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About Ileandra Young

I'm a thirty-*mumbles* year old (purple loving, cheese worshipping) author of fantasy, juggling a pair of beautiful twin boys with my burning desire to make up stories and write them all down. When I get the chance, I play games, listen to music, and in days long past I even ran a radio show. Though I occasionally write non-fiction, my heart lives in fantasy and my debut novel, Silk Over Razor Blades is now available through Amazon along with part two of the trilogy, Walking The Razor's Edge.
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11 Responses to My Writing: Script Writing

  1. Pingback: My Writing: Intro | Writing: A Conversation Without Interruptions

  2. I spend most of my early professional career writing plays. I still have a fondness for it, even though my focus is now on magazines and children’s books.

    I like what you have up there. My only critique — if you’re looking for one — is that the characters reveal too much about themselves too quickly. Some information, like the “why did you dump him?” would almost certainly be known by Nadine. Let’s face it, if she knows the couple is broken up, wouldn’t she already know the reason why?

    The “I’m gay” reveal also felt a little odd to me. How well do these women know each other? Their banter suggests familiarity, perhaps even closeness. Is that the way a friend would drop such a bombshell to another friend? If they are relative strangers, their dialogue doesn’t suggest it. If Leanne didn’t know Nadine very well I don’t think “So cool! What’s that like.” is how she would respond.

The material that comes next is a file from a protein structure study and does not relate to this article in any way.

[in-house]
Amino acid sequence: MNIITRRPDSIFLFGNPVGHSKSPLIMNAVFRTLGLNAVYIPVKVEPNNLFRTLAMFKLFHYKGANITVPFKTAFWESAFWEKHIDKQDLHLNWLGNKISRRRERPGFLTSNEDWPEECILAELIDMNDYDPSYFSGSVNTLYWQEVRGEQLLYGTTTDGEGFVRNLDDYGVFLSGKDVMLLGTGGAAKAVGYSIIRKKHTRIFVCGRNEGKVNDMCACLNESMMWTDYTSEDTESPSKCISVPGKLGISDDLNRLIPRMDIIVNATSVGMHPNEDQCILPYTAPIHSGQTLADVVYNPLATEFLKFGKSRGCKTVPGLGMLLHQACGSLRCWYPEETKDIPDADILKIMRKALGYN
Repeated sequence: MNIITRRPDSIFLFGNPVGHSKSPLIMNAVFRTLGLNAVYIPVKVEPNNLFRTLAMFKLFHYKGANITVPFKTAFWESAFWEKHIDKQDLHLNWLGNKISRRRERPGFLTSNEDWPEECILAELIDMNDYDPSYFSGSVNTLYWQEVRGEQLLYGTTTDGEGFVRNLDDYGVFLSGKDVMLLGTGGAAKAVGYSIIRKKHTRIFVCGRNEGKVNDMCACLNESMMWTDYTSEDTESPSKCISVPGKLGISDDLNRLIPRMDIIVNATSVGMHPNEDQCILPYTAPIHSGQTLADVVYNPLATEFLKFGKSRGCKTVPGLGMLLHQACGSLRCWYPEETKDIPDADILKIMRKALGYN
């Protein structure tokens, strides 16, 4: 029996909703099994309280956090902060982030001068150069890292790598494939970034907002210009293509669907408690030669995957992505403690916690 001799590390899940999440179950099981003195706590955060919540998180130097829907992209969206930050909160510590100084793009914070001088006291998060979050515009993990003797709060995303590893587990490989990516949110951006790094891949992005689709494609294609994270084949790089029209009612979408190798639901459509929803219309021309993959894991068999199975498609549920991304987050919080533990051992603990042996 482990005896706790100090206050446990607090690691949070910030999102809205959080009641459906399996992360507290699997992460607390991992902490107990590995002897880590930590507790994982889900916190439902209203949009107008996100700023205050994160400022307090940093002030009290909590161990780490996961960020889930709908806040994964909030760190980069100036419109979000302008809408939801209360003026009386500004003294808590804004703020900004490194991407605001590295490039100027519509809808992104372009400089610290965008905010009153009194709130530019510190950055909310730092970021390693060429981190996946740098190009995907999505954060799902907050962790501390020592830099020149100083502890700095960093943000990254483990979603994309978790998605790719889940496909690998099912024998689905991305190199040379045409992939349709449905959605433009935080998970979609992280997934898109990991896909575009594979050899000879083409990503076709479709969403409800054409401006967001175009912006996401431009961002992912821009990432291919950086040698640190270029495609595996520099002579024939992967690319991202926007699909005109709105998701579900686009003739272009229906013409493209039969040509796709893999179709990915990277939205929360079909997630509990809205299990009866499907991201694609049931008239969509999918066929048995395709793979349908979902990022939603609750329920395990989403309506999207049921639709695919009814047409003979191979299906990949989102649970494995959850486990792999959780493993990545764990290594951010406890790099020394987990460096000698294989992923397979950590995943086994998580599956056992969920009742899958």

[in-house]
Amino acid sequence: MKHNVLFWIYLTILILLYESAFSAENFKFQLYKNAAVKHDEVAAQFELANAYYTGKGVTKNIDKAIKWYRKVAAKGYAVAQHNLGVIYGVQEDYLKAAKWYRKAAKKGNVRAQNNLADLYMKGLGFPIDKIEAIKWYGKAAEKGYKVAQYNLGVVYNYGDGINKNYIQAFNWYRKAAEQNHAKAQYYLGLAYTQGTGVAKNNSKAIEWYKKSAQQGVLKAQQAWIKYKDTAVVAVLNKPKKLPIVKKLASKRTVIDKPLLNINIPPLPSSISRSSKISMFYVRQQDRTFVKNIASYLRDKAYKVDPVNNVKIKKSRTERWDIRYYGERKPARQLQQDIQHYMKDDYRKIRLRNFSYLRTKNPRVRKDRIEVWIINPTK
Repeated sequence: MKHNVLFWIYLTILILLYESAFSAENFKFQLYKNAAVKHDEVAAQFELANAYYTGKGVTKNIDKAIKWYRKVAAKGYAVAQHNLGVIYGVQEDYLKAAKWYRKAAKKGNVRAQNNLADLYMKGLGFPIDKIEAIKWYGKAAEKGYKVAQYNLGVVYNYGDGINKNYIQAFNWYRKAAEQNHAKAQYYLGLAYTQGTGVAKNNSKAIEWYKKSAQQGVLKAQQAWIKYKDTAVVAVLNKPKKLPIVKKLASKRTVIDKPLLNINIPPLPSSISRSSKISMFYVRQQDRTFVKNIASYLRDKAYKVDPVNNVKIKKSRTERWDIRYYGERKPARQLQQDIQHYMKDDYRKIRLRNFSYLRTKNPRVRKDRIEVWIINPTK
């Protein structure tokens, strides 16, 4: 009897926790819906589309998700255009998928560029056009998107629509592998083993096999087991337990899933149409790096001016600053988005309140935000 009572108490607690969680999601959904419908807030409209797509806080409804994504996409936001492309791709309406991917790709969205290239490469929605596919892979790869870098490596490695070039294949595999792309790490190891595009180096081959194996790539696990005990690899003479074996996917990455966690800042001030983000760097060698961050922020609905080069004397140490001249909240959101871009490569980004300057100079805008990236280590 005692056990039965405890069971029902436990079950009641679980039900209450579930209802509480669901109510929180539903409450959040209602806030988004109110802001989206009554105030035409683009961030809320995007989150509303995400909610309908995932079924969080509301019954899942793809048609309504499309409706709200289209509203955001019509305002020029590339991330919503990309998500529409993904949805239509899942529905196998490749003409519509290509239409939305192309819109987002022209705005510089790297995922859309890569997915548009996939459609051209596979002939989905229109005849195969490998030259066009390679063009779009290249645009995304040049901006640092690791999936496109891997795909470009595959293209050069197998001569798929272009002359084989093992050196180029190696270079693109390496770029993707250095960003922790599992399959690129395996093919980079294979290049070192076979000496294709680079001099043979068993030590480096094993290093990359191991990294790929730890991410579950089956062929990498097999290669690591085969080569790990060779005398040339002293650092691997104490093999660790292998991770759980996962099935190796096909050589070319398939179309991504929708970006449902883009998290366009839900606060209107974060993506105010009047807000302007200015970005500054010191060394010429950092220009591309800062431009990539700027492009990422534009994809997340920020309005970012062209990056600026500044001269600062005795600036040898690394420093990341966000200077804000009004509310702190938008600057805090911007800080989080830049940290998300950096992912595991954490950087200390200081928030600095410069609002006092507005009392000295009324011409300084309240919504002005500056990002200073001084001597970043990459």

That said, I did find this to be a fun, funny read. Don’t back burner this; keep going!

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    • This is exactly the sorts of problems I was concerned about. Thanks for picking them out. I always appreciate a constructive critique and knowing that I’m not making problems where they don’t exist is comforting.

      This snippet is from the first episode; Nadine and Leanne don’t know each other; they met that morning.

      I think maybe a little more studying on how things are already done (Or talking to my old house mates!) will help me smooth out some of those wrinkles.

      Like

  3. jmgershom says:

    I’ll be doing a screenplay for Camp NaNoWriMo next month, since they changed some of the rules. That’s to say, for only the Camp…not for the usual November NaNoWriMo. BTW, I’d hate to think that I’ll be obsolete! 🙂

    Like

  4. Writerlious says:

    Oh, this is cool! I feel like scriptwriting is waay over my head. Maybe one day…. 🙂

    Like

    • You’ll never know until you give it a go! 🙂 I think when I go back to this type of writing, as well as tackling HouseMates I’ll do some smaller bits; like 5-10 minute sketches. Full length screenplays and sitcoms was quite ambitious for a first attempt! 😉

      Like

  5. Rob says:

    I think it shows great promise. I believe the most difficult thing to achieve with any fiction is realism. If it doesn’t ring true, it’s difficult to feel for the characters. That’s where you have to be brutal with yourself. Is that really what he or she would have said or done?

    Like

    • Indeed! While writing dialogue in prose I find it easier to make that judgement call. This is something else entirely and I need a little more practise.

      Thanks for stopping by!

      Like